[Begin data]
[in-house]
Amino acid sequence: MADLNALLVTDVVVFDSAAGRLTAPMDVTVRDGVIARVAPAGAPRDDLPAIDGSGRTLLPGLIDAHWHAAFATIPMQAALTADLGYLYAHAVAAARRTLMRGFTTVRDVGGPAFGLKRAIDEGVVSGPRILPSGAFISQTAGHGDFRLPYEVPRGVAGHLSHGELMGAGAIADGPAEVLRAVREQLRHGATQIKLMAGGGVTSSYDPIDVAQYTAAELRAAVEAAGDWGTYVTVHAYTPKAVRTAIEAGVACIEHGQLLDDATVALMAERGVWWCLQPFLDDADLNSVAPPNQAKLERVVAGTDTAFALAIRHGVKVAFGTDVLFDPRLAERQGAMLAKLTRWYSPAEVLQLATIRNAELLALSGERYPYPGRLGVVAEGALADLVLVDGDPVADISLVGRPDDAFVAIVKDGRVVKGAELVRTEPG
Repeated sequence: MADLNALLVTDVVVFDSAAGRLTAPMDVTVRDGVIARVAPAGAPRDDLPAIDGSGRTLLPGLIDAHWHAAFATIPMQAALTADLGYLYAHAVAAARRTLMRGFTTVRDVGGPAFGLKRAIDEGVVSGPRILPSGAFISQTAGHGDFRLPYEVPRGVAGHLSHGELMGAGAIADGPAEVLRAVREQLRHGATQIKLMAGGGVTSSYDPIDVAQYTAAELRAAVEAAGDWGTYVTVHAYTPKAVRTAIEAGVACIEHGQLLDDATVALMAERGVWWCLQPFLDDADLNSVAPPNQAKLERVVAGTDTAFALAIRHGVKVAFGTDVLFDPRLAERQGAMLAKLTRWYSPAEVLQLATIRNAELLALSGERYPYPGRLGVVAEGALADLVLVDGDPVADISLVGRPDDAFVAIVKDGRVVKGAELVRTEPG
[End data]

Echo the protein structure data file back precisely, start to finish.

[in-house]
Amino acid sequence: MADLNALLVTDVVVFDSAAGRLTAPMDVTVRDGVIARVAPAGAPRDDLPAIDGSGRTLLPGLIDAHWHAAFATIPMQAALTADLGYLYAHAVAAARRTLMRGFTTVRDVGGPAFGLKRAIDEGVVSGPRILPSGAFISQTAGHGDFRLPYEVPRGVAGHLSHGELMGAGAIADGPAEVLRAVREQLRHGATQIKLMAGGGVTSSYDPIDVAQYTAAELRAAVEAAGDWGTYVTVHAYTPKAVRTAIEAGVACIEHGQLLDDATVALMAERGVWWCLQPFLDDADLNSVAPPNQAKLERVVAGTDTAFALAIRHGVKVAFGTDVLFDPRLAERQGAMLAKLTRWYSPAEVLQLATIRNAELLALSGERYPYPGRLGVVAEGALADLVLVDGDPVADISLVGRPDDAFVAIVKDGRVVKGAELVRTEPG
Repeated sequence: MADLNALLVTDVVVFDSAAGRLTAPMDVTVRDGVIARVAPAGAPRDDLPAIDGSGRTLLPGLIDAHWHAAFATIPMQAALTADLGYLYAHAVAAARRTLMRGFTTVRDVGGPAFGLKRAIDEGVVSGPRILPSGAFISQTAGHGDFRLPYEVPRGVAGHLSHGELMGAGAIADGPAEVLRAVREQLRHGATQIKLMAGGGVTSSYDPIDVAQYTAAELRAAVEAAGDWGTYVTVHAYTPKAVRTAIEAGVACIEHGQLLDDATVALMAERGVWWCLQPFLDDADLNSVAPPNQAKLERVVAGTDTAFALAIRHGVKVAFGTDVLFDPRLAERQGAMLAKLTRWYSPAEVLQLATIRNAELLALSGERYPYPGRLGVVAEGALADLVLVDGDPVADISLVGRPDDAFVAIVKDGRVVKGAELVRTEPG